NPR had a piece yesterday on the idea that machines may one day be so intelligent as to become capable of designing and building even more intellingent machines, triggering a exponential growth of intelligence, an intelligence sigularity, such that human intelligence becomes negligible by comparison. Some consider this intelligence sigularity a existential threat.
Here is a link to the NPR Story:
The Singularity: Humanity's Last Invention?
In this story we learn of The Singularity Institute, dedicated to "Ensuring humanity's future in a world with advanced artificial intelligence."
I'm writing this short note simply because the man who introduced the idea in 1965, Dr. I. J. Good, was a friend of mine. Here is a citation to his seminal paper on the idea:
Good, I. J. 1965. Speculations Concerning the First Ultraintelligent Machine. In Advances in Computers, vol. 6, ed. F. Alt and M. Rubinoff, pp. 31-88. Academic Press.
This article is available online.
Dr. Good was a remarkable fellow. I knew him as a statistics professor at Virginia Tech in the mid 1970s. I only vaugely understood his very human intelligence, except to percieve it as much greater than my own.
I asked him once how he came to Virginia Tech. "Well, I said if they'd double the salary, and remove the teaching assignments, I'd come. And they did, so here I am."
He was also the most prolific human being I believe I have ever personally met. He had an outer and inner office, and the walls of both were covered with bookcases, overburdened, and spilling back into the rooms. I was astonished and asked
"You've read all this?"
"Oh no. I wrote "all this'"
Good was a very strong chess player and I asked him to sponsor our chess club. He asked what he would have to do, and I assured him "nothing, really," to which he replied simply "alright then."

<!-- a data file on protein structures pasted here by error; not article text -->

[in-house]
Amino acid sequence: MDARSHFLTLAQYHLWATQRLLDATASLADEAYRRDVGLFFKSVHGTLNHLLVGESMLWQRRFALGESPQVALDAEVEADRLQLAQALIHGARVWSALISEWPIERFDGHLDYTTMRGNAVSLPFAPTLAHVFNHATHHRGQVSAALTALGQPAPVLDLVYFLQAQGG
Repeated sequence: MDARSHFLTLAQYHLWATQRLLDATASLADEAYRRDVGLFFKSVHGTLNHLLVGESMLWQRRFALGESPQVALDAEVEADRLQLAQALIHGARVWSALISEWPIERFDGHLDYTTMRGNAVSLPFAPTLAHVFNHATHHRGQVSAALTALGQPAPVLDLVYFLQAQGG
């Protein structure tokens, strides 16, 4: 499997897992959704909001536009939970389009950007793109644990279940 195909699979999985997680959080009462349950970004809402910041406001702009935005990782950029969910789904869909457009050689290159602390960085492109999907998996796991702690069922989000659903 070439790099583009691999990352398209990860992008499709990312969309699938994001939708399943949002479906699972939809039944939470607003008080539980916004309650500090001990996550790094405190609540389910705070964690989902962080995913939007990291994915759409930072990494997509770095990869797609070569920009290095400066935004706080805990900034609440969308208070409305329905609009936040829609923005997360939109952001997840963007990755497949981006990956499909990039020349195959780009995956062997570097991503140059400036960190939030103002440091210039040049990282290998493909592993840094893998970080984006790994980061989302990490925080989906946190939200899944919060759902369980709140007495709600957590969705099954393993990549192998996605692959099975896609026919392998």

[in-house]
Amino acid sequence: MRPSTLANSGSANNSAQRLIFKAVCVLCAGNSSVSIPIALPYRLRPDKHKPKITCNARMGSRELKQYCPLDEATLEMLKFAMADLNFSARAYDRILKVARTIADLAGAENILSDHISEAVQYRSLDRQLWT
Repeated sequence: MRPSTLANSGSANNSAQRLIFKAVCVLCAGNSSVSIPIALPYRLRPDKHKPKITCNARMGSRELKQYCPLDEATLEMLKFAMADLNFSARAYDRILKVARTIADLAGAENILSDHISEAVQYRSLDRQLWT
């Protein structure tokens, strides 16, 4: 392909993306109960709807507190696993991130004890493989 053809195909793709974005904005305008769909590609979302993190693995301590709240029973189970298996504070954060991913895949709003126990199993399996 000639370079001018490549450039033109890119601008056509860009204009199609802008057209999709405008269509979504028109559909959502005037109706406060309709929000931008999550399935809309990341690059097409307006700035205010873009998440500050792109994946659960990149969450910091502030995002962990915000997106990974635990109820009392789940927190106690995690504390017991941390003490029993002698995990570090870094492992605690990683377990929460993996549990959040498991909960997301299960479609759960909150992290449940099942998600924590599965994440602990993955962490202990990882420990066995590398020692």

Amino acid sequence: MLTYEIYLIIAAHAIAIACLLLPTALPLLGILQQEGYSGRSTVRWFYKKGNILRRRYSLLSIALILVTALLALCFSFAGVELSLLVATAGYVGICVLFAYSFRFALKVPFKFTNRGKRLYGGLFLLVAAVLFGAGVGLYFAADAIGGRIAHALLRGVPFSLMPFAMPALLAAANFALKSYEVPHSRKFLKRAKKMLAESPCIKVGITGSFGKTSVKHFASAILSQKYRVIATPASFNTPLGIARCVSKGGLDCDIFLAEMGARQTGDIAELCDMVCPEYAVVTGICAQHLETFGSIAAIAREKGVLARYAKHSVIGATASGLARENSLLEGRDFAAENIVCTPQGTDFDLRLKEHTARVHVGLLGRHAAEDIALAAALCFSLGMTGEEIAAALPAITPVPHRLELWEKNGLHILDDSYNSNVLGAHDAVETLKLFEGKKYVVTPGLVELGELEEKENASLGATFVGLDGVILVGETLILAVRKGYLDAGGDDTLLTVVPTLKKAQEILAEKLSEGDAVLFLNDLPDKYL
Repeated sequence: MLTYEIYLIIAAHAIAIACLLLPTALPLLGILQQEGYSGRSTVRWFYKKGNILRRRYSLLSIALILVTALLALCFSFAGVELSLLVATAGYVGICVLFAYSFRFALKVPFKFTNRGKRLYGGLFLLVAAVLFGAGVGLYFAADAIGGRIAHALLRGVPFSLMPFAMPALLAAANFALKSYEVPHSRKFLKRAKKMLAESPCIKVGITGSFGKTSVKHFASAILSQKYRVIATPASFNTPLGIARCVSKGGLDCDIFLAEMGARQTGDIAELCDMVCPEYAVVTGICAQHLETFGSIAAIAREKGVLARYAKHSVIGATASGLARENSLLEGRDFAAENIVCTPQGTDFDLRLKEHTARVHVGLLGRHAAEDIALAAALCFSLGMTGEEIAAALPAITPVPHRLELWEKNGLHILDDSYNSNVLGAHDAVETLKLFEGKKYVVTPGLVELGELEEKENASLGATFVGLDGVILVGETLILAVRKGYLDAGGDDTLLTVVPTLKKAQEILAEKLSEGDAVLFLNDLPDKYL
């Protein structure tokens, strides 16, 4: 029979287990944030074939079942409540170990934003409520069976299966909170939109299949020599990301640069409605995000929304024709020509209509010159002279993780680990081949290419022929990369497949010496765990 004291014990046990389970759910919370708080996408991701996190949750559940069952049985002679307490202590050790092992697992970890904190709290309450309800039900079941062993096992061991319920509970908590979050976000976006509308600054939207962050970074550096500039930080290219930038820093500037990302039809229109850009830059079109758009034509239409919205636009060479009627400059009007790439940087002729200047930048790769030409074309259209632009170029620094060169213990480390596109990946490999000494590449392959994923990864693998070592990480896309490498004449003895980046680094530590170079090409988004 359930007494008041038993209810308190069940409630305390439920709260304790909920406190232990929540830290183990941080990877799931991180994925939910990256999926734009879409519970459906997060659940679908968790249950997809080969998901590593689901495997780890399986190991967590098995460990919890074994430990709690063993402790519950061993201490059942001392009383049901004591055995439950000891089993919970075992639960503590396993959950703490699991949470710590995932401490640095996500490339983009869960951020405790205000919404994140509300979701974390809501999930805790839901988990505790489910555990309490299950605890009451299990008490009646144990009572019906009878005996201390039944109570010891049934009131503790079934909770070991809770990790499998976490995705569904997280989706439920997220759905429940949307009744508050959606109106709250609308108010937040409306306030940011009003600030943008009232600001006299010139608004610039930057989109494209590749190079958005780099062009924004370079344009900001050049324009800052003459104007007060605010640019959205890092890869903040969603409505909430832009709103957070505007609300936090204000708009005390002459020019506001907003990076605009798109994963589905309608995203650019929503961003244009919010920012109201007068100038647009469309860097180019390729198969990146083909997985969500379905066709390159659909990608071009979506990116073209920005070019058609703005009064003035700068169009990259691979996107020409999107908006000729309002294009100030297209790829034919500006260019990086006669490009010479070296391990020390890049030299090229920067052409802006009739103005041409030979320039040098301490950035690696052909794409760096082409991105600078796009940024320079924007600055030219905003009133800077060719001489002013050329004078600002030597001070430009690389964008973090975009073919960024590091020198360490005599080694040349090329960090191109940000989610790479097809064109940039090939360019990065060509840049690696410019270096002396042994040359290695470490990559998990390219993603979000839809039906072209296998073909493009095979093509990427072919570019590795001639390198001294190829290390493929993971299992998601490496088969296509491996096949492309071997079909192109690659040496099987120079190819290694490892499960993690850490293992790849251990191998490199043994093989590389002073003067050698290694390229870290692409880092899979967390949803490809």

One evening after chess club, a very faceitous friend of mine invited Dr. Good to join us for a late show at the movies. The three of us watched Jack Nicholson in "Five Easy Pieces," and after had fun analysing it into more than five easy pieces.
There was only one other faculty member on campus who expressed an interest in chess, a computer science type who was, as I recall, a chess Expert named Kalan, one notch below Master. Kalan agreed to do one of those simultaneous exhibitions to help promote the chess club. I don't now recall how many games he played simultaneously, but I would guess twenty or thirty.
I asked Dr. Good if he would participate and play against Kalan. His reply was pure game theory:
"If I should win, people will say it is only because the other fellow was playing so many games simultaneously. And if I should lose, well, in that case I lost."
I knew only a small slice of the man, but I'm better for having that. Only after he died in 2009, at age 92, did I learn he had been a consultant on supercomputers to Stanley Kubrik during the filming of "2001: A Space Odyssey".
Biographies of him are available on Wikipedia and his old Virginia Tech department website.